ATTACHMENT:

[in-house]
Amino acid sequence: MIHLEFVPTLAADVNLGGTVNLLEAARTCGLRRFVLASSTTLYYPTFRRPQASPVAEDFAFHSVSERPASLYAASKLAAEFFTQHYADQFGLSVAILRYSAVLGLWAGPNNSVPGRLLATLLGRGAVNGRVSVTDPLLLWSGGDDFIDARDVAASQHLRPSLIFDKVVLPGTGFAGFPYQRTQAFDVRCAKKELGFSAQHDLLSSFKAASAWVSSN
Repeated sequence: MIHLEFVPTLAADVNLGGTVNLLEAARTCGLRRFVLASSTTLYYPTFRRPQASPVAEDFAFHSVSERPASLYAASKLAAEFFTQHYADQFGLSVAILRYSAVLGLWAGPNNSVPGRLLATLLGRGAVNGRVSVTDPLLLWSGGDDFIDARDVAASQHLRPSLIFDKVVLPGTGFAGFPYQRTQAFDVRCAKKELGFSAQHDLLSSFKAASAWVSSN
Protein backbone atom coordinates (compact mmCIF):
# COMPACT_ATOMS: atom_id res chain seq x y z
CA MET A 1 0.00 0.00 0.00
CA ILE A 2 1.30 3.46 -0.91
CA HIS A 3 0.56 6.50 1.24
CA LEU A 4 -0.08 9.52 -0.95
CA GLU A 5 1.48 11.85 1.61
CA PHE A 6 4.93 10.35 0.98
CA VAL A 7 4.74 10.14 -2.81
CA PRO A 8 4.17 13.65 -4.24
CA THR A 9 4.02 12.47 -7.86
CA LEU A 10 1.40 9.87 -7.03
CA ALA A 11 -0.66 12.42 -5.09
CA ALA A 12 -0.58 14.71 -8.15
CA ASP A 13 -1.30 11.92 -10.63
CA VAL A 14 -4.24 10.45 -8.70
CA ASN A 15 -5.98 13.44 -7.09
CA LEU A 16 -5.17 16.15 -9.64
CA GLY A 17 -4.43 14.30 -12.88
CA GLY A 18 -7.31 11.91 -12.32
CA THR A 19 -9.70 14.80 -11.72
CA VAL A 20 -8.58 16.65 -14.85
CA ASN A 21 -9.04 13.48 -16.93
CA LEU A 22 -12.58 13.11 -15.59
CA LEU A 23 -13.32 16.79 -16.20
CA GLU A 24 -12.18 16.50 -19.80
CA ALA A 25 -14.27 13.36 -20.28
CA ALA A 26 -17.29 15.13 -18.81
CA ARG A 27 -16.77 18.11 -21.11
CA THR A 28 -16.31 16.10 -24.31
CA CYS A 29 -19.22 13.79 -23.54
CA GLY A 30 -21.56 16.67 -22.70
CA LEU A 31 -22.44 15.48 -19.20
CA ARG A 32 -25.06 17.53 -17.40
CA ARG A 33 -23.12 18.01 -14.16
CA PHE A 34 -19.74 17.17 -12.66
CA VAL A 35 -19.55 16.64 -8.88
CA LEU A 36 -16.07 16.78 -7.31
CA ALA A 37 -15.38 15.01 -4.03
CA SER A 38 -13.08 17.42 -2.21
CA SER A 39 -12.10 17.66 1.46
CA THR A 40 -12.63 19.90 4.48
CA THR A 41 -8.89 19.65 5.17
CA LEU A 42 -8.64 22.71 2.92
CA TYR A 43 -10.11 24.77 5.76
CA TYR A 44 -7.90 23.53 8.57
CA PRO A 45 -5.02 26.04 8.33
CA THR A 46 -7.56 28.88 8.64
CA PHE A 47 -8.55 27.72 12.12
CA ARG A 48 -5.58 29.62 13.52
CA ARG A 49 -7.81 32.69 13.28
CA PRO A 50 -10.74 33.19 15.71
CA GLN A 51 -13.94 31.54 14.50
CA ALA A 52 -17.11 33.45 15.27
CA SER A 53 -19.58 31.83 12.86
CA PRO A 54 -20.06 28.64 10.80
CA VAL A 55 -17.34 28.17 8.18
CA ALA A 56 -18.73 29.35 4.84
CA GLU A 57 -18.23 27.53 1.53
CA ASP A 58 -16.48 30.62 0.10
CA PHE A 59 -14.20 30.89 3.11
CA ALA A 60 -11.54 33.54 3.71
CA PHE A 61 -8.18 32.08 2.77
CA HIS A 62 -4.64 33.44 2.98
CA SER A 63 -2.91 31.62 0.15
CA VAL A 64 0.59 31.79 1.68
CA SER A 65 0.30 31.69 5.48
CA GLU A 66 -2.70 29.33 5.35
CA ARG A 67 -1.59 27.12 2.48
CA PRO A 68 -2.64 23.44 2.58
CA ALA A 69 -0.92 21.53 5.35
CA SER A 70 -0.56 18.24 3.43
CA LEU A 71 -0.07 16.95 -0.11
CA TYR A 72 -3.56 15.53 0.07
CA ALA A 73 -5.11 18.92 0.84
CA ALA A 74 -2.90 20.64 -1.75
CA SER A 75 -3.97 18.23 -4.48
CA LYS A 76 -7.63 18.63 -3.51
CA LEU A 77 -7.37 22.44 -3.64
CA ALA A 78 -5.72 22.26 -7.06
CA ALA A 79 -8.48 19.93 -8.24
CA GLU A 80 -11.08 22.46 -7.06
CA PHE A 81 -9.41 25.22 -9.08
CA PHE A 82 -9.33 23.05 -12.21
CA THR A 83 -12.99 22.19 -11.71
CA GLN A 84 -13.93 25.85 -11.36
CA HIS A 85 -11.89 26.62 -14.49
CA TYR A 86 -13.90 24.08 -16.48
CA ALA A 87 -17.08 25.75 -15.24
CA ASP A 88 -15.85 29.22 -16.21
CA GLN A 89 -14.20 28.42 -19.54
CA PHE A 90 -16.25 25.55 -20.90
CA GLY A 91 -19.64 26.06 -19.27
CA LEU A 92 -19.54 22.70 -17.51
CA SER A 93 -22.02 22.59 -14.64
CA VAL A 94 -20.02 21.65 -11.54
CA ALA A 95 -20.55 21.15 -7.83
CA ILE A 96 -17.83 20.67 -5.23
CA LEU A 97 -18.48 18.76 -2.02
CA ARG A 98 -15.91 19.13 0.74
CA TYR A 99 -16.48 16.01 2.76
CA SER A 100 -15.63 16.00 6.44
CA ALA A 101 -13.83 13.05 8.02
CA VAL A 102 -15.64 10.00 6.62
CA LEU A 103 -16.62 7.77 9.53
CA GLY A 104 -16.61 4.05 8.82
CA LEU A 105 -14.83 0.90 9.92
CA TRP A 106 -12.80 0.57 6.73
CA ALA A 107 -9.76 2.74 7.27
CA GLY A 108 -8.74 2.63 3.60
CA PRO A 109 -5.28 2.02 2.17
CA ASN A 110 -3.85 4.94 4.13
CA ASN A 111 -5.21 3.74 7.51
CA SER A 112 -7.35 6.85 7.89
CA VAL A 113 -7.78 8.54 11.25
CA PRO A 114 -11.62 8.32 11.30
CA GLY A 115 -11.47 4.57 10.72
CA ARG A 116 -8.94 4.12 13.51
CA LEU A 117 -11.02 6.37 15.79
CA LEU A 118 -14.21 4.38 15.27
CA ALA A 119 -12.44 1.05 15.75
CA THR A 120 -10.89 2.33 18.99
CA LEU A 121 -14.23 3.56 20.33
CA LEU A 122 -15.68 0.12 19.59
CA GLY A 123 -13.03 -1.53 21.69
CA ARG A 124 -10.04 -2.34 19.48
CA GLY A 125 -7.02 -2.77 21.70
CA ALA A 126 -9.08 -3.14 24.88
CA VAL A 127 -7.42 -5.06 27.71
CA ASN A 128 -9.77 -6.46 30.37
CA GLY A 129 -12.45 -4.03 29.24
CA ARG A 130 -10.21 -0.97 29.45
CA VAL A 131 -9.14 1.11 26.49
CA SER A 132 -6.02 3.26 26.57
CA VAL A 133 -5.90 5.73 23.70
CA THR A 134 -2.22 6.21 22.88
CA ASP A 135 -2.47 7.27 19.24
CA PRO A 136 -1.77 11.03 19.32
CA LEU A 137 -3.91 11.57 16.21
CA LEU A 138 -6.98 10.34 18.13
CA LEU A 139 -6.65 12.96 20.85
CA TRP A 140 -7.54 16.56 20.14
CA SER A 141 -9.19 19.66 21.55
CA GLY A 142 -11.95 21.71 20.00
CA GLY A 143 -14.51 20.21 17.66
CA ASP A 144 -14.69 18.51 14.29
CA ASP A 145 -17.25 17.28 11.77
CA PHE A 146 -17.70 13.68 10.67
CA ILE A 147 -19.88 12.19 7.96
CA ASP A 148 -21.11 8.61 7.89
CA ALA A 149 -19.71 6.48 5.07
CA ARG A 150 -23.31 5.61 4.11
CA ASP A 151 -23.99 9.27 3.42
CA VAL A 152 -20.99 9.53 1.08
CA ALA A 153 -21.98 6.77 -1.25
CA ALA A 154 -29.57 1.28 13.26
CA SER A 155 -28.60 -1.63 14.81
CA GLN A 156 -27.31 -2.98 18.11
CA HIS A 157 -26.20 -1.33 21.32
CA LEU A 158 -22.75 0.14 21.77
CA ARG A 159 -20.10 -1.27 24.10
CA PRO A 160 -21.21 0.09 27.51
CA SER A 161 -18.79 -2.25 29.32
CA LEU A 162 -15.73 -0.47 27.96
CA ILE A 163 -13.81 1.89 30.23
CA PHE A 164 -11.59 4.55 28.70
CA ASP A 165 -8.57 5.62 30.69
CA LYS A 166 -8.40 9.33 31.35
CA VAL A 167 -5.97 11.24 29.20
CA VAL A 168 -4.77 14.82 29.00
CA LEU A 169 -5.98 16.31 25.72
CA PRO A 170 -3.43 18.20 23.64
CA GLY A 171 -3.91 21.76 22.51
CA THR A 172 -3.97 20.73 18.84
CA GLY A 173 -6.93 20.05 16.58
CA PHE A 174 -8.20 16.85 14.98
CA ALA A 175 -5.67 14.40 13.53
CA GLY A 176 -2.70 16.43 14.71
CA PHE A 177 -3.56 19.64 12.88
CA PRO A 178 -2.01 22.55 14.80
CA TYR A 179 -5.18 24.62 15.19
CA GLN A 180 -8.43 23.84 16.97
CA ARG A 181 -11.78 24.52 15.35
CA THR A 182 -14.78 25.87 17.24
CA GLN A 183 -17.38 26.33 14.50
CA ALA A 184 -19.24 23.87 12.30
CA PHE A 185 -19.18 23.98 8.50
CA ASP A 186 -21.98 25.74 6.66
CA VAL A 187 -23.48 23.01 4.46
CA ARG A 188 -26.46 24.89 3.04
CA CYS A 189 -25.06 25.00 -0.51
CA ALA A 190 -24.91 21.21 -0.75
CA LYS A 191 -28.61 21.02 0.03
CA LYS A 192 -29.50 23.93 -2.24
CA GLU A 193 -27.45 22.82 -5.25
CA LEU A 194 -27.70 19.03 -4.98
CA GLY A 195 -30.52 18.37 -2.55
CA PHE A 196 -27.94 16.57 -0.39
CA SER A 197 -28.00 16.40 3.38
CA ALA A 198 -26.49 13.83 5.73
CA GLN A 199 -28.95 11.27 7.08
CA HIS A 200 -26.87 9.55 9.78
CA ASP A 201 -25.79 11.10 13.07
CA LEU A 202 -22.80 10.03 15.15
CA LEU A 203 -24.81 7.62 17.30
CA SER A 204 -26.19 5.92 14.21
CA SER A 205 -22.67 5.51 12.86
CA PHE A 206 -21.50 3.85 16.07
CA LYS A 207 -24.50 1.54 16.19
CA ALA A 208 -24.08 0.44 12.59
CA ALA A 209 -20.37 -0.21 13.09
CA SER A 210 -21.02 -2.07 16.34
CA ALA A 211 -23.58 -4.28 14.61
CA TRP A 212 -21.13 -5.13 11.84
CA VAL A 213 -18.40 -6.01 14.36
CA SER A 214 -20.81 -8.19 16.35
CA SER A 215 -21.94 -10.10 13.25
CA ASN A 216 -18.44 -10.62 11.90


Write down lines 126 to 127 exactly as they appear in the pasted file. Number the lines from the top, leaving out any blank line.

CA LEU A 121 -14.23 3.56 20.33
CA LEU A 122 -15.68 0.12 19.59